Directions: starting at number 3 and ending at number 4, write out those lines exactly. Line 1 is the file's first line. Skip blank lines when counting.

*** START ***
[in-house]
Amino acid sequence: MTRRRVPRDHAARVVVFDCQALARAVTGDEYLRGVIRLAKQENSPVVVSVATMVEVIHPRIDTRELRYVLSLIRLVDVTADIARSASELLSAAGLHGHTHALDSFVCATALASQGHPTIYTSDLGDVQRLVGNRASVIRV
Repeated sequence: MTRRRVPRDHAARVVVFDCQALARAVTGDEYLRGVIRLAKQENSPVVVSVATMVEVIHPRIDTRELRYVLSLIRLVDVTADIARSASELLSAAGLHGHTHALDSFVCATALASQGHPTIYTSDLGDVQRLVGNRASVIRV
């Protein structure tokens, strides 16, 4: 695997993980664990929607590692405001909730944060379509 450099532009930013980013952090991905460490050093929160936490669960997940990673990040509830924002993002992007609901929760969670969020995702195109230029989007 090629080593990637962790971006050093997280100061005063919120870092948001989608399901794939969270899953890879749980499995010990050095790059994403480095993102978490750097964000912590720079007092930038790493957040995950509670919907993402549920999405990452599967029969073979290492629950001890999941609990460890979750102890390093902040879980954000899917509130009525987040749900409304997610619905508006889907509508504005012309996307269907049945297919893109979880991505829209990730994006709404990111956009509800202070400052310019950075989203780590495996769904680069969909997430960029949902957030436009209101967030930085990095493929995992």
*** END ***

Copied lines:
Repeated sequence: MTRRRVPRDHAARVVVFDCQALARAVTGDEYLRGVIRLAKQENSPVVVSVATMVEVIHPRIDTRELRYVLSLIRLVDVTADIARSASELLSAAGLHGHTHALDSFVCATALASQGHPTIYTSDLGDVQRLVGNRASVIRV
């Protein structure tokens, strides 16, 4: 695997993980664990929607590692405001909730944060379509 450099532009930013980013952090991905460490050093929160936490669960997940990673990040509830924002993002992007609901929760969670969020995702195109230029989007 090629080593990637962790971006050093997280100061005063919120870092948001989608399901794939969270899953890879749980499995010990050095790059994403480095993102978490750097964000912590720079007092930038790493957040995950509670919907993402549920999405990452599967029969073979290492629950001890999941609990460890979750102890390093902040879980954000899917509130009525987040749900409304997610619905508006889907509508504005012309996307269907049945297919893109979880991505829209990730994006709404990111956009509800202070400052310019950075989203780590495996769904680069969909997430960029949902957030436009209101967030930085990095493929995992």